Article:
September 29th, 2003 | PlayStation 2 | Review
Disgaea: Hour of Darkness
Nippon Ichi's American SRPG invasion begins with this devilish title.

BY ATLUS & NIPPON ICHI, 2003

25 WORDS OR LESS:
Demon prince Laharl gathers an army of fighters in hopes of recapturing the Netherworld.

Knights of the tilted square table

Atlus USA sees the world isometrically, and that’s obvious after seeing the mess of strategy games they’ve brought us, including the Tactics Ogre series and even the unfortunate Hoshigami, which alone should be a testament to their dedication. Not to mention Nippon Ichi’s Rhapsody, which was isometric despite not being very strategic and appealing to less than a tenth of the country’s gamers. But with that, a partnership of sorts was sparked with N1, and while the rest of their saccarhine catalog has yet to leave Japan, we do have Disgaea, a cute yet sinister full-on strategy game.

Disgaea is about Laharl, a feisty demon prince from the Netherworld and the son of the late King Krichevskoy. Laharl’s been asleep for a few years, so he’s missed his dad’s death. But after awaking, he brushes that news off and soon learns that all sorts of demons have been trying to succeed the throne. Laharl won’t have any of that, so he sets out to form a legion of loyal subjects to help him fight the good (bad?) fight. As the tale moves on, the player is assaulted with goofy characters and wry humor, not just in the dialogue but everywhere, from item descriptions to the peg-legged Prinnies and their frequent utterances of "dood!" Disgaea goes a long way to keep itself from being serious, and it works out marvelously.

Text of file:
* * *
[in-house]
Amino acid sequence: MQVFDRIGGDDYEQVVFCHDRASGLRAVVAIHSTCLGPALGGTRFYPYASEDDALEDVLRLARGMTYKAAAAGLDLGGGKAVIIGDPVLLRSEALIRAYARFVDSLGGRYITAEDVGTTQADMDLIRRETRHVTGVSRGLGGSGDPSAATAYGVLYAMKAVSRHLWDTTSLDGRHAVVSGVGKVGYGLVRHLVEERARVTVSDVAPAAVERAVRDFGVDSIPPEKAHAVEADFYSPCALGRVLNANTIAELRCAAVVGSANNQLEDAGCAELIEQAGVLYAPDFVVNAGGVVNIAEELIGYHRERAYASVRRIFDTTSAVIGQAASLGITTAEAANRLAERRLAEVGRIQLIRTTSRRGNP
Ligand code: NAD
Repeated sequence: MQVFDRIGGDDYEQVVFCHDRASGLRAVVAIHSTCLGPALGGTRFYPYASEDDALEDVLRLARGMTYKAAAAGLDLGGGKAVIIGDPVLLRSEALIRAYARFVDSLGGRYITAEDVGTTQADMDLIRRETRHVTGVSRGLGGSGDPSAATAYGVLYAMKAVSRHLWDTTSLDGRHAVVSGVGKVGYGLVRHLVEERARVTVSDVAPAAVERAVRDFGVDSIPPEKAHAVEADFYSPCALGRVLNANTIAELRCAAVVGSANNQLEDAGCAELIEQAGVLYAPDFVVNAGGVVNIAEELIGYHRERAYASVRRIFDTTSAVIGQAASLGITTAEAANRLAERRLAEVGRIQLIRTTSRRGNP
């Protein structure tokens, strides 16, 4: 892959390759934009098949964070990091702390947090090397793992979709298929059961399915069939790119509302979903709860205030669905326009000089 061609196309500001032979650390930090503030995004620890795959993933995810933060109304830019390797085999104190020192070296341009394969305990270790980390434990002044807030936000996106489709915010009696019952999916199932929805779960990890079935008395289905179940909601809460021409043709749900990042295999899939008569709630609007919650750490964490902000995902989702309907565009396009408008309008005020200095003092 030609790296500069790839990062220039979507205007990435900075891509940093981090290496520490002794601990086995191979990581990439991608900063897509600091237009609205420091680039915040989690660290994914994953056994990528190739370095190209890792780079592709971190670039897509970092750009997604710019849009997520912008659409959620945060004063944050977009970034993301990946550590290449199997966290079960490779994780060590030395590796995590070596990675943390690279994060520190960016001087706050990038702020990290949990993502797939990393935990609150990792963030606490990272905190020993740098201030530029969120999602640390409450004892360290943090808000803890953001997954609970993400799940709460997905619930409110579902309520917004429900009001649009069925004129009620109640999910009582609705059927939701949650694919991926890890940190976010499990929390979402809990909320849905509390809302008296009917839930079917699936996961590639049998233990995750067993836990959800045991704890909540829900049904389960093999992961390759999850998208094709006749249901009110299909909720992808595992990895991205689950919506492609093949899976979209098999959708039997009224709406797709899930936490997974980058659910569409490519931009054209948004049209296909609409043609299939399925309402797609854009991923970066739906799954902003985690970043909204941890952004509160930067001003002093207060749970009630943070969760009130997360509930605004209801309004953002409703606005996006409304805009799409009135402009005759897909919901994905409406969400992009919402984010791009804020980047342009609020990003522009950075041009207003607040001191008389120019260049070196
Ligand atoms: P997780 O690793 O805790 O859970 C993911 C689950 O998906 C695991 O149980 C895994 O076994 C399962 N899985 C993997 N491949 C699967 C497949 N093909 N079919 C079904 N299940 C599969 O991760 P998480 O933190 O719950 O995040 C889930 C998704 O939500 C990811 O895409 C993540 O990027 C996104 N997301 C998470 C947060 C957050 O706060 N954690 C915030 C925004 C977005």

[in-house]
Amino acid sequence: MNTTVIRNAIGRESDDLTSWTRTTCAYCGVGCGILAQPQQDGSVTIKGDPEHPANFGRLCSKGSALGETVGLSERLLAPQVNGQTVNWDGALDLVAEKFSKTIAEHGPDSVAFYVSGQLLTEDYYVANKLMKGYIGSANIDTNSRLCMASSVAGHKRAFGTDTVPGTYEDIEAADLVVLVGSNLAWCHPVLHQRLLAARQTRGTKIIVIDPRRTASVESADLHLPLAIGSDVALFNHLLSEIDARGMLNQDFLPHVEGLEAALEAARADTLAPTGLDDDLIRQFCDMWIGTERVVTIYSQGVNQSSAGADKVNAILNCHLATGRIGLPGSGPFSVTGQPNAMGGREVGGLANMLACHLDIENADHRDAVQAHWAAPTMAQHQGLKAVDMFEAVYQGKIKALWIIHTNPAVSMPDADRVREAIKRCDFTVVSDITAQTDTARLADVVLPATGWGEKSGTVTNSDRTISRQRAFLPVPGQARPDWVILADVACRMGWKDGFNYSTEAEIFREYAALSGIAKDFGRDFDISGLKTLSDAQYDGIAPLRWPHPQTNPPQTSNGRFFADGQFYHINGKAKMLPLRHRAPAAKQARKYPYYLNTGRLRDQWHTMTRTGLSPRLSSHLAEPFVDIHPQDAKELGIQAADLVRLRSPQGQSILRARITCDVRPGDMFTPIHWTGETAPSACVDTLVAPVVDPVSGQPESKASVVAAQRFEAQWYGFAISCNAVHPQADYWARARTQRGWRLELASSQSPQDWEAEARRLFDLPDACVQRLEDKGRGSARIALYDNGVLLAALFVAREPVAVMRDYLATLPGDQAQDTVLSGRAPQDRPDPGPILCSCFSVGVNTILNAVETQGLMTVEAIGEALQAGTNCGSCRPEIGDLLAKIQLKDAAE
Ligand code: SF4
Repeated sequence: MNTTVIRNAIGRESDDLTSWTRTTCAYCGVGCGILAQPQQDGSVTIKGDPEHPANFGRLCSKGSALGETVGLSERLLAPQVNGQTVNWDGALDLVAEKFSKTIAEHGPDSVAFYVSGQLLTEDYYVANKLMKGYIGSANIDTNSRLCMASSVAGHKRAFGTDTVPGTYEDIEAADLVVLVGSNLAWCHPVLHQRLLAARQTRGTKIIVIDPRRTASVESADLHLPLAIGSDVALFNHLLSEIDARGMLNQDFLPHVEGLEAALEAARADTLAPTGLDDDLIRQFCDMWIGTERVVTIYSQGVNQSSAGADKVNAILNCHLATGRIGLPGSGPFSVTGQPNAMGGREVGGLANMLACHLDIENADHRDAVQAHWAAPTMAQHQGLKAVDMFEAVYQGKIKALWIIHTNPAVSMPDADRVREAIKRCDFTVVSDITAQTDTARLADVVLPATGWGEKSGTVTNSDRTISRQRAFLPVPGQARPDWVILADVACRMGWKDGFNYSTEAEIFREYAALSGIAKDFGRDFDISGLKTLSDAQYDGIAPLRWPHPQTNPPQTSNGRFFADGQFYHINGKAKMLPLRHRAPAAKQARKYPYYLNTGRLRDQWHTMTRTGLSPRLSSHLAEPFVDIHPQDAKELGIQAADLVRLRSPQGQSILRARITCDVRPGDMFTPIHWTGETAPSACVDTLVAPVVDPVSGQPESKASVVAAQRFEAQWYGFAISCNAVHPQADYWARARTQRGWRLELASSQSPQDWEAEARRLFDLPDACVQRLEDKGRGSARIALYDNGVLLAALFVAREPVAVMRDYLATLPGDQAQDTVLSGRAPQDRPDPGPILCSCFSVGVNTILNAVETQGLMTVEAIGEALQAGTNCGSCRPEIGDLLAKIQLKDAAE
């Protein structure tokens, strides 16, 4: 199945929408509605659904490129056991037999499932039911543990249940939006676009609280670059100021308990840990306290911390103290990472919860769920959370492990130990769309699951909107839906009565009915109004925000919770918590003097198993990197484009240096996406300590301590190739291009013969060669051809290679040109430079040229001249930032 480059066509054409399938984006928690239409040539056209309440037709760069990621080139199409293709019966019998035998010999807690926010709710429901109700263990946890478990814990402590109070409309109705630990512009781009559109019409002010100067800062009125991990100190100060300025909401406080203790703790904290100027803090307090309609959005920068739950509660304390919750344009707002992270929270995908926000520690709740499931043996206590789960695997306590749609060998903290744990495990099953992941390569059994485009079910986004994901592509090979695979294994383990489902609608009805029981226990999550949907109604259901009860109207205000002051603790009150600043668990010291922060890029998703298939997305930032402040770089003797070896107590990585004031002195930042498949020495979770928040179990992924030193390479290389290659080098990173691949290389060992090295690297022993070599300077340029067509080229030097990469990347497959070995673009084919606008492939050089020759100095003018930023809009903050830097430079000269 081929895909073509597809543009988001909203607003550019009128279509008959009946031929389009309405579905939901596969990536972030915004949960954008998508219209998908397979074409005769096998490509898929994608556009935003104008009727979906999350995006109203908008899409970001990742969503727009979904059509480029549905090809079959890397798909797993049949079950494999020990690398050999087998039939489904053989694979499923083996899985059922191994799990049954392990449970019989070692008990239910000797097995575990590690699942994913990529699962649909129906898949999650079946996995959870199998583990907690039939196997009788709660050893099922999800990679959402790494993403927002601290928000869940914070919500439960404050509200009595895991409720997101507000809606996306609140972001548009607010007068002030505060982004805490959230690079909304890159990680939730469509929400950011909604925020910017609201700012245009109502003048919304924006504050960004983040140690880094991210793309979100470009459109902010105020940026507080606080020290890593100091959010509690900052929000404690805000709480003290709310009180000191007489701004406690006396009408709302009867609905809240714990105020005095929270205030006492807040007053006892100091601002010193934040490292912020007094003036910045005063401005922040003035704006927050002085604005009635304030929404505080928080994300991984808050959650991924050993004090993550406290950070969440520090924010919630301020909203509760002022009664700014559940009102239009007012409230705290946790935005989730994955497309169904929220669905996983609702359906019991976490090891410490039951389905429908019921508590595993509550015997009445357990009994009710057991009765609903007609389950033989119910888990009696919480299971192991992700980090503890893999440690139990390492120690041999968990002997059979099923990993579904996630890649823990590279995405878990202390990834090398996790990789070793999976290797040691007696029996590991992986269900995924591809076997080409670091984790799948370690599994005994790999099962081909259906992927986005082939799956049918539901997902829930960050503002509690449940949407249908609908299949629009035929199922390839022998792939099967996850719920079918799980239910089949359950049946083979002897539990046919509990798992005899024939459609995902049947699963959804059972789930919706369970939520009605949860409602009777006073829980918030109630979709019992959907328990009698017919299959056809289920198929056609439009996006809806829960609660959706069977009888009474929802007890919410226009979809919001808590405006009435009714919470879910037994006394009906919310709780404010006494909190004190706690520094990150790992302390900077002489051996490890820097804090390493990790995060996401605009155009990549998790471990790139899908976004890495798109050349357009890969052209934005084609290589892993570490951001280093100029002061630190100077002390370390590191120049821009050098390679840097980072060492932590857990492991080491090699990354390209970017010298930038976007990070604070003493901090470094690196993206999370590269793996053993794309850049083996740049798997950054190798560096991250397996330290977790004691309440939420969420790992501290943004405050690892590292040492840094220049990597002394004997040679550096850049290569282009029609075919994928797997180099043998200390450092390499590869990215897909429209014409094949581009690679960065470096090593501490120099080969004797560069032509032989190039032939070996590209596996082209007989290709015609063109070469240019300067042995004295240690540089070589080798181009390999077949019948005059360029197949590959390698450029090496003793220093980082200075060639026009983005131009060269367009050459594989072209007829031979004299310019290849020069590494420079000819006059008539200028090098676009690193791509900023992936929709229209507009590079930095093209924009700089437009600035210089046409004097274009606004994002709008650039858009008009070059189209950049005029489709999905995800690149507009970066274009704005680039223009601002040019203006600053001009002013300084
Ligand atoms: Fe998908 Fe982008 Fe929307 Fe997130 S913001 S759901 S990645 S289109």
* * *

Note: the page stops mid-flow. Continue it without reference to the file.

At the outset, battles in Disgaea are just like any other console SRPG, but with an emphasis on speed and efficiency. A generous ten units can be dispatched in every stage (with the ability to hot-swap continuously through the map’s Base Panel), and turns are decided simply by who goes first. With a multitude of unit types at the start and more as you make progress, your army can be customized to the point of no return. An interesting move the game adds to the genre is enabling human characters to "Lift" and "Throw" any adjacent unit, which can be used to cause damage or get one of your own up close and personal with the enemy. One of the attract demos shows someone building a tower of their units and throwing them all about the map, so again, depending on how you use your brain you can create some deadly formations.